The education minister yesterday urged schools not to encourage their pupils to take part in Occupy Central - which he deems "unlawful" - in a reversal of the stance he declared last year.
The civil disobedience campaign for democracy is also the trigger behind a warning that a pro-establishment group has issued to more than 500 secondary schools, reminding them of their legal responsibilities.
Teachers and democracy advocates saw the latest remarks by Education Secretary Eddie Ng Hak-kim as an attempt to create fear and put pressure on schools to eschew discussion of the movement.
Ng said: "We appeal to chairpersons of school boards, principals, teachers and parents … not to take part in or arrange for pupils to join the unlawful Occupy Central. It's impossible for [the campaign] not to break the law."
He warned teachers they might be putting their jobs on the line. "Teachers should obey the law. If they are convicted because of participation in unlawful events, they must face ... consequences for their careers."
In March last year, Ng said schools should let pupils "develop their own thoughts" on Occupy and "will not take any retrospective action against teachers" who took pupils to join it.
The campaign vows to mobilise more than 10,000 people to block the main streets of Central if the government fails to offer a satisfactory plan for universal suffrage in the 2017 election of the chief executive. The government plans to put forward its reform proposal later this year.
One of its organisers said Ng's words were meant to strike fear into educators. "Many supporters of Occupy Central are teachers," Dr Chan Kin-man said. "Ng's remarks constitute deprivation of teachers' civil rights."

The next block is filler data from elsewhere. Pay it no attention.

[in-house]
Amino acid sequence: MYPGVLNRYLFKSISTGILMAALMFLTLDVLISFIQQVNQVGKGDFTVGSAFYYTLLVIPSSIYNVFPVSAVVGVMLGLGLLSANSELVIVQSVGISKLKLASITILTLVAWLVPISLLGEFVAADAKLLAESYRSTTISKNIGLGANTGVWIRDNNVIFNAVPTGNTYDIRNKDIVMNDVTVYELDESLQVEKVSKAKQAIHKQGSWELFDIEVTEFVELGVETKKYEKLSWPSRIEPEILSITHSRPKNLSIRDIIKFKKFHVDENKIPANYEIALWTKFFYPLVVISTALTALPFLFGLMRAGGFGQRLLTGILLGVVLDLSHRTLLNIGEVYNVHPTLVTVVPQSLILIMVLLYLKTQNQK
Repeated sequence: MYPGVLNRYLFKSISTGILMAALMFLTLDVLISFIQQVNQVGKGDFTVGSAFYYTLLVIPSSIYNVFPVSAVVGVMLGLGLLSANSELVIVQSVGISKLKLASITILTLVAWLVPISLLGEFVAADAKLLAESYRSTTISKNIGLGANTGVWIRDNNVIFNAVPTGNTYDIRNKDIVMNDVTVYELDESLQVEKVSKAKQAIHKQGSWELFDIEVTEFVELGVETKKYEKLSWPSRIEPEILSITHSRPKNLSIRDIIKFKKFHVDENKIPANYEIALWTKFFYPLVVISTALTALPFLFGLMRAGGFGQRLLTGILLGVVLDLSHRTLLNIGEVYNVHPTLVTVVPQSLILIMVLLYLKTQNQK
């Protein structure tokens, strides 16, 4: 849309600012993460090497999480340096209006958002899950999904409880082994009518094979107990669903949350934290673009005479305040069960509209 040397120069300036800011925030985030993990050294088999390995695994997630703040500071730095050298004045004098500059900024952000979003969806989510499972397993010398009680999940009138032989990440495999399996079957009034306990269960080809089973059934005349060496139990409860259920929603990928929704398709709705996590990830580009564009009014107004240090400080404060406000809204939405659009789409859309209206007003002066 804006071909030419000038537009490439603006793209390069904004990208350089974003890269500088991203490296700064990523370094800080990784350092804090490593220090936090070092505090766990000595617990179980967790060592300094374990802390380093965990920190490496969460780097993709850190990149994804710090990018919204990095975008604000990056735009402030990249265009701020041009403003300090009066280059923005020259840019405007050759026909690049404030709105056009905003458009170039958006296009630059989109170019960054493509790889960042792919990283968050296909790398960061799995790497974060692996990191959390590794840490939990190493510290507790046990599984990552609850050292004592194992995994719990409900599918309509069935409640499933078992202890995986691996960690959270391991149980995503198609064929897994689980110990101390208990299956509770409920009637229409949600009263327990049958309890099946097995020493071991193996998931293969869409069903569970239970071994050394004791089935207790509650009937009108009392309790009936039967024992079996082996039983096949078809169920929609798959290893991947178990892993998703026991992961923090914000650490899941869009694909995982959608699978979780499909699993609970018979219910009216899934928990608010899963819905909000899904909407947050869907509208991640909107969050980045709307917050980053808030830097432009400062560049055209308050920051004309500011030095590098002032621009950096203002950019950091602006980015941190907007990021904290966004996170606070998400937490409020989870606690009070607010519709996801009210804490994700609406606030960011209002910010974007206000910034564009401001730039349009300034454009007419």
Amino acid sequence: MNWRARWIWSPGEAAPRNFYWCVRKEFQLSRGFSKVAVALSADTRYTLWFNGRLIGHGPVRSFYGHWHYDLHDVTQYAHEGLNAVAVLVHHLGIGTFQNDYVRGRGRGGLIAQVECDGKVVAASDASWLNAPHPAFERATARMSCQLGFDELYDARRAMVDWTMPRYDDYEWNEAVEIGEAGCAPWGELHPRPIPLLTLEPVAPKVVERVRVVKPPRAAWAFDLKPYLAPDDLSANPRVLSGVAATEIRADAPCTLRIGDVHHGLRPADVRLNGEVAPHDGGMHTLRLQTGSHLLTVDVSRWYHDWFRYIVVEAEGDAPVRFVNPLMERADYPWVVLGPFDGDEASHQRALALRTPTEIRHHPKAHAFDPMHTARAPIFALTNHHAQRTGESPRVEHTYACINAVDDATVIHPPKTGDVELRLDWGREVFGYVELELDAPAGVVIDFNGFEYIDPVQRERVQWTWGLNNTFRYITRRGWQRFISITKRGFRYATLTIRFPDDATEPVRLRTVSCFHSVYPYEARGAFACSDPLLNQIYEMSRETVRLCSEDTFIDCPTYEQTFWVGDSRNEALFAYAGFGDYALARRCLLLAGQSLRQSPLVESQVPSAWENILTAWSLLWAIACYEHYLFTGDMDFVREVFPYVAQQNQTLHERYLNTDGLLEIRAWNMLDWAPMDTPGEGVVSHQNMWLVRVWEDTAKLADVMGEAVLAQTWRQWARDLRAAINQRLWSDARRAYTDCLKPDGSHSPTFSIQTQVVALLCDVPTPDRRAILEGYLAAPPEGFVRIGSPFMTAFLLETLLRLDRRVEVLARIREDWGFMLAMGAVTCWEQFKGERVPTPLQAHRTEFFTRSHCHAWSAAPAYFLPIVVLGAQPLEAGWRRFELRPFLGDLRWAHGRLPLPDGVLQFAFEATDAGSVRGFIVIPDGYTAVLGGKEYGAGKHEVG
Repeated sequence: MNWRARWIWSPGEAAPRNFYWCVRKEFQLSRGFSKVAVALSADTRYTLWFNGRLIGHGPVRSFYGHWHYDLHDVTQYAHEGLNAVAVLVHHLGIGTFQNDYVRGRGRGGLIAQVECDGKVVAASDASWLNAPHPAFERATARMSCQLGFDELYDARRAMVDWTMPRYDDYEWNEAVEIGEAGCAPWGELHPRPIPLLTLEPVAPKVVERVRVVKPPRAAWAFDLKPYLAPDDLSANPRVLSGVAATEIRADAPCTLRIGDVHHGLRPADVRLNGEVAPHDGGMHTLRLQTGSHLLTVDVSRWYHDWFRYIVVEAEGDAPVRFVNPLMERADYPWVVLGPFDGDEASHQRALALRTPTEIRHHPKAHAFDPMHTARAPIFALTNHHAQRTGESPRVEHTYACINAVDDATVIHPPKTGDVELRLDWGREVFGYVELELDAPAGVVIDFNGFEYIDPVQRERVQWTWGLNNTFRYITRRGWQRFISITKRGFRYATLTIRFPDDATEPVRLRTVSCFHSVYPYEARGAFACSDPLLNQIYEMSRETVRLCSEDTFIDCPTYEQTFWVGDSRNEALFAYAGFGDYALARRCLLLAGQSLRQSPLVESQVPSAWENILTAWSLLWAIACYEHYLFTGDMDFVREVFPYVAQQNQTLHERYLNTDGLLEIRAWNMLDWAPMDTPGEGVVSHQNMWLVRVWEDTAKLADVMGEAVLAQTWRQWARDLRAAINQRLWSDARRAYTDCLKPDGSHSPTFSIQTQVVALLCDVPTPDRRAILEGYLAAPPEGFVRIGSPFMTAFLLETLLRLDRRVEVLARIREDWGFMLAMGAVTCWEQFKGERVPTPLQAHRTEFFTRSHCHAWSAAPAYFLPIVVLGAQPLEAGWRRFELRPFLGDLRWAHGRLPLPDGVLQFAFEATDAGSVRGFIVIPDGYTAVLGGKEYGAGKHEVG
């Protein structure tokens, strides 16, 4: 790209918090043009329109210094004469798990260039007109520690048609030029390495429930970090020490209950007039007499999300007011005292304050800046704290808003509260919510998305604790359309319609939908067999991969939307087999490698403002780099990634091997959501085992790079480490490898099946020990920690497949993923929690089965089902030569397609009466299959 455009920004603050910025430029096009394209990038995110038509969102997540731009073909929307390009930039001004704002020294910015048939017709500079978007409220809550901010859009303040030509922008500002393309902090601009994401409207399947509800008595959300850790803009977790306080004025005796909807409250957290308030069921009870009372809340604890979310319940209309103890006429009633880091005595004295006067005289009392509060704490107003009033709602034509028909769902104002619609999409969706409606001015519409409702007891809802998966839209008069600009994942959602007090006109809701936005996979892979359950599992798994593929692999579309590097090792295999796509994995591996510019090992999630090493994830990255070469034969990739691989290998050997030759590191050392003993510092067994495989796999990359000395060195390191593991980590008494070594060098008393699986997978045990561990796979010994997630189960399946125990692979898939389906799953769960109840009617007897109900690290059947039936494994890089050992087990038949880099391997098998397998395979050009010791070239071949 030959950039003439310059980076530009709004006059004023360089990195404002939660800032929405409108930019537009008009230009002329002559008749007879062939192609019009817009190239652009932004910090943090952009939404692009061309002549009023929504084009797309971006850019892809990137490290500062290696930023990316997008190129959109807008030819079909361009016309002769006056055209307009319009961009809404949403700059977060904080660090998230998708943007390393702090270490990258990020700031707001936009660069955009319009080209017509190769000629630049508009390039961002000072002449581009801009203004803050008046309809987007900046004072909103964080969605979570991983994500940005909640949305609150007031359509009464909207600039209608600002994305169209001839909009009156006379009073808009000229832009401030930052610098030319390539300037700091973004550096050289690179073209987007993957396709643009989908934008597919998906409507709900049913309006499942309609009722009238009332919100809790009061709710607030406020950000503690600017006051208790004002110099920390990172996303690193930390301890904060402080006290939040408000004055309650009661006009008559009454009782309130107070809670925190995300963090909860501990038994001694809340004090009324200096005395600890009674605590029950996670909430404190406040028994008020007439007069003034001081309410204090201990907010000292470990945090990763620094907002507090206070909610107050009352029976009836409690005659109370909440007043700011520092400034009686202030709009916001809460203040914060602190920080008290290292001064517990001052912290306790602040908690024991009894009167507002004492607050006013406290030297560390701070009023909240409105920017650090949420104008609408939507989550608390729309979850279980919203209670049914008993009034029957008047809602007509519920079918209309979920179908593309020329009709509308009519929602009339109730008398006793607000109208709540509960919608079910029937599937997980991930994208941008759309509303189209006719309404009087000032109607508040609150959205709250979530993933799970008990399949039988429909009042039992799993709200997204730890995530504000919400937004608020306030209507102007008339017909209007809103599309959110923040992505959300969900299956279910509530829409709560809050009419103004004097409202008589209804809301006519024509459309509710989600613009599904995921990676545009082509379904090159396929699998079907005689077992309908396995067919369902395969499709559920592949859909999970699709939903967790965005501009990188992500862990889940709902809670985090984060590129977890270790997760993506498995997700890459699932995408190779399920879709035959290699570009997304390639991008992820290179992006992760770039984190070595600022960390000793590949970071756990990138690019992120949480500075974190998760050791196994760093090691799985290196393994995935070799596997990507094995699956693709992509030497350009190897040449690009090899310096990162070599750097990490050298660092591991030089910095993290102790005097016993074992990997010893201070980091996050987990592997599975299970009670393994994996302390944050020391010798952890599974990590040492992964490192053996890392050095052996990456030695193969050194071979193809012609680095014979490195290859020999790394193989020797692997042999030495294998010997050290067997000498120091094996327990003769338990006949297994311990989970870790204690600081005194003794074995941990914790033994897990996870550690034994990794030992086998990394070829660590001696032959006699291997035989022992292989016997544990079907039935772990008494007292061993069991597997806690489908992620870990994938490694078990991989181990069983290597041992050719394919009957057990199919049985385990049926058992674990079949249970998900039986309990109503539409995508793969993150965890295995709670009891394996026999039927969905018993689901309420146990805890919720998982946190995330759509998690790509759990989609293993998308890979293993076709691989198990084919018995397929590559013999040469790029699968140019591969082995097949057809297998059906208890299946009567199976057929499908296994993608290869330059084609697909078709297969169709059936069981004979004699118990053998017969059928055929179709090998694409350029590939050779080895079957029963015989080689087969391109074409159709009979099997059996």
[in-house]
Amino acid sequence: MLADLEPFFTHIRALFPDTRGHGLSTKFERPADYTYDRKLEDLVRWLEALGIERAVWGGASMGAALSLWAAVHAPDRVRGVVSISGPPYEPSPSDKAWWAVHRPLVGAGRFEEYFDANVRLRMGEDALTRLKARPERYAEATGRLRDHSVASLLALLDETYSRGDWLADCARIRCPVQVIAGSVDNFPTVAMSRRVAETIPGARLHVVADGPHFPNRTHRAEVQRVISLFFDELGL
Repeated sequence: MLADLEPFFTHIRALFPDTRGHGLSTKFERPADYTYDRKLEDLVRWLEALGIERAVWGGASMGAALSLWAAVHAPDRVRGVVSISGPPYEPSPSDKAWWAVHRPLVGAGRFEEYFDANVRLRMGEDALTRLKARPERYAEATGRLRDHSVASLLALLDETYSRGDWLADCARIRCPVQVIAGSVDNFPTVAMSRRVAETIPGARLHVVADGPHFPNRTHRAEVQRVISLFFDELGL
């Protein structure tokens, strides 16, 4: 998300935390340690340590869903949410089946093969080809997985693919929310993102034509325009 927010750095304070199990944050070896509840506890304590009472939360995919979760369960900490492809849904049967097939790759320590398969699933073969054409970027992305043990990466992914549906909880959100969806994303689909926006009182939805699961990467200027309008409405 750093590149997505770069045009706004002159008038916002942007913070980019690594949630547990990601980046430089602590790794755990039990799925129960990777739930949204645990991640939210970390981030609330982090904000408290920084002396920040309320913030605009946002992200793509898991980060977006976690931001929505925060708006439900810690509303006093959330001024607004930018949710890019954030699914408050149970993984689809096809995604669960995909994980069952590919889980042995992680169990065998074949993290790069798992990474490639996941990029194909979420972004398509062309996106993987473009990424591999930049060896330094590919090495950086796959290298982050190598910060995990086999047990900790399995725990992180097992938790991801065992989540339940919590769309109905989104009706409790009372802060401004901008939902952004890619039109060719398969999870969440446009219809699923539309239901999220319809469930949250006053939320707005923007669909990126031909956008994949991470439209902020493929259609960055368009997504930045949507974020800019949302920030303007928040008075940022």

Parents might also be emboldened to pressurise schools into avoiding the topic, he said.
The Professional Teachers' Union expressed condemnation as well. "Teachers have to encourage pupils to think independently and make rational judgment … Ng's remarks amount to serious political pressure." The union will petition Ng today.
Isabel Chan Fung-man, president of Kowloon City's parent-teacher association, said it was necessary for liberal studies teachers to open the topic for discussion, and to "encourage pupils to analyse it and decide for themselves" whether to join in.
But James Lam Yat-fung, chairman of the Subsidised Secondary Schools Council, saw Ng as giving schools direction on how to react to the movement.
Meanwhile, an anti-Occupy group wrote to scores of secondary schools, warning them of the consequences should their pupils become part of the action.
"Many teachers encourage pupils in liberal studies classes to join Occupy. We do not want to see pupils being misled into taking part," Robert Chow Yung, one of six convenors of the Silent Majority for Hong Kong, said.
The group cautioned that parents might take civil action against schools for negligence of duty of care if pupils who had been egged on were arrested or injured during events.
Barrister Albert Luk Wai-hung said there might not be enough grounds for such civil claims. "It is hard to define whether Occupy Central is unlawful now, as [the occupation of Central streets] has not happened yet," he said.
Additional reporting by Shirley Zhao
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